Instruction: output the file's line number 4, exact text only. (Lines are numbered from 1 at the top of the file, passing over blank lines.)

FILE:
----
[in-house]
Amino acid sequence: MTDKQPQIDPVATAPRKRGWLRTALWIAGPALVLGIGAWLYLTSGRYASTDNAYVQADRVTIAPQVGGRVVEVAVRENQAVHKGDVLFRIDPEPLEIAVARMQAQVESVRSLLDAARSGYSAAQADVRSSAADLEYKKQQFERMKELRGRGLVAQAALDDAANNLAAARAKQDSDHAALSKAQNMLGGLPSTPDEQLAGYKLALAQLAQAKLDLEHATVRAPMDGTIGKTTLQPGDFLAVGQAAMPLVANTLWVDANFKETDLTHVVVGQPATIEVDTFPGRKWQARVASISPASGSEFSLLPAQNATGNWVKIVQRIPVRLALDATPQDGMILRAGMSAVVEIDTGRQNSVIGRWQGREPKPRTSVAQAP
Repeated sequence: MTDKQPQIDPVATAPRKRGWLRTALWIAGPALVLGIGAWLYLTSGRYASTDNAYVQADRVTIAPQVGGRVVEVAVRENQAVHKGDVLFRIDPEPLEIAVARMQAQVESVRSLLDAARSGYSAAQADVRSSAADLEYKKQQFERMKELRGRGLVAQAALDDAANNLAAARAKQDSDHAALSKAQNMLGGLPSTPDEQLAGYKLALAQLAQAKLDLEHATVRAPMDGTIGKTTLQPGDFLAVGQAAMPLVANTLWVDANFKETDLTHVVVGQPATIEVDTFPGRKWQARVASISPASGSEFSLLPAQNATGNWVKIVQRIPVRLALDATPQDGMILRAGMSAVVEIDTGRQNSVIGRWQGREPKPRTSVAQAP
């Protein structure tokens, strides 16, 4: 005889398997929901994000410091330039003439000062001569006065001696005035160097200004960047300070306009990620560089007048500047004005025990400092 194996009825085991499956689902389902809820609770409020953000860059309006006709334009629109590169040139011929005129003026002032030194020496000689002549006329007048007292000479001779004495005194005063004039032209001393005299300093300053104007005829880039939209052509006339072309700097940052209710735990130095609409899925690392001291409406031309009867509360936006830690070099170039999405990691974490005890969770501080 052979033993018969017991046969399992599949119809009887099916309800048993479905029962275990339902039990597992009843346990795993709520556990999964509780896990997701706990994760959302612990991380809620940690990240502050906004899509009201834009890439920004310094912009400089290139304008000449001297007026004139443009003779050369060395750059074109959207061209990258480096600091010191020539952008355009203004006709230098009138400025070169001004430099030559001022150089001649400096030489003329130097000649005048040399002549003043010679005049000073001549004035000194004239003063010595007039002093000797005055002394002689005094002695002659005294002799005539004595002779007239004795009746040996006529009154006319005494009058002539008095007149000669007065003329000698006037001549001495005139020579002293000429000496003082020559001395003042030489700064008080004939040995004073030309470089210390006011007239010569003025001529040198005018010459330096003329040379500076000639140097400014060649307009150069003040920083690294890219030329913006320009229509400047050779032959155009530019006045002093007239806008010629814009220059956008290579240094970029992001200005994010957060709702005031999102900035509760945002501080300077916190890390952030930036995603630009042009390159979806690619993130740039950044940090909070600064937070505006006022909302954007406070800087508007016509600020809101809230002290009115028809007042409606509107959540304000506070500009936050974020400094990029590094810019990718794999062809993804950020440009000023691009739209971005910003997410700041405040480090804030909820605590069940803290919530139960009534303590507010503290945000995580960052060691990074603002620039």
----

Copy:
């Protein structure tokens, strides 16, 4: 005889398997929901994000410091330039003439000062001569006065001696005035160097200004960047300070306009990620560089007048500047004005025990400092 194996009825085991499956689902389902809820609770409020953000860059309006006709334009629109590169040139011929005129003026002032030194020496000689002549006329007048007292000479001779004495005194005063004039032209001393005299300093300053104007005829880039939209052509006339072309700097940052209710735990130095609409899925690392001291409406031309009867509360936006830690070099170039999405990691974490005890969770501080 052979033993018969017991046969399992599949119809009887099916309800048993479905029962275990339902039990597992009843346990795993709520556990999964509780896990997701706990994760959302612990991380809620940690990240502050906004899509009201834009890439920004310094912009400089290139304008000449001297007026004139443009003779050369060395750059074109959207061209990258480096600091010191020539952008355009203004006709230098009138400025070169001004430099030559001022150089001649400096030489003329130097000649005048040399002549003043010679005049000073001549004035000194004239003063010595007039002093000797005055002394002689005094002695002659005294002799005539004595002779007239004795009746040996006529009154006319005494009058002539008095007149000669007065003329000698006037001549001495005139020579002293000429000496003082020559001395003042030489700064008080004939040995004073030309470089210390006011007239010569003025001529040198005018010459330096003329040379500076000639140097400014060649307009150069003040920083690294890219030329913006320009229509400047050779032959155009530019006045002093007239806008010629814009220059956008290579240094970029992001200005994010957060709702005031999102900035509760945002501080300077916190890390952030930036995603630009042009390159979806690619993130740039950044940090909070600064937070505006006022909302954007406070800087508007016509600020809101809230002290009115028809007042409606509107959540304000506070500009936050974020400094990029590094810019990718794999062809993804950020440009000023691009739209971005910003997410700041405040480090804030909820605590069940803290919530139960009534303590507010503290945000995580960052060691990074603002620039």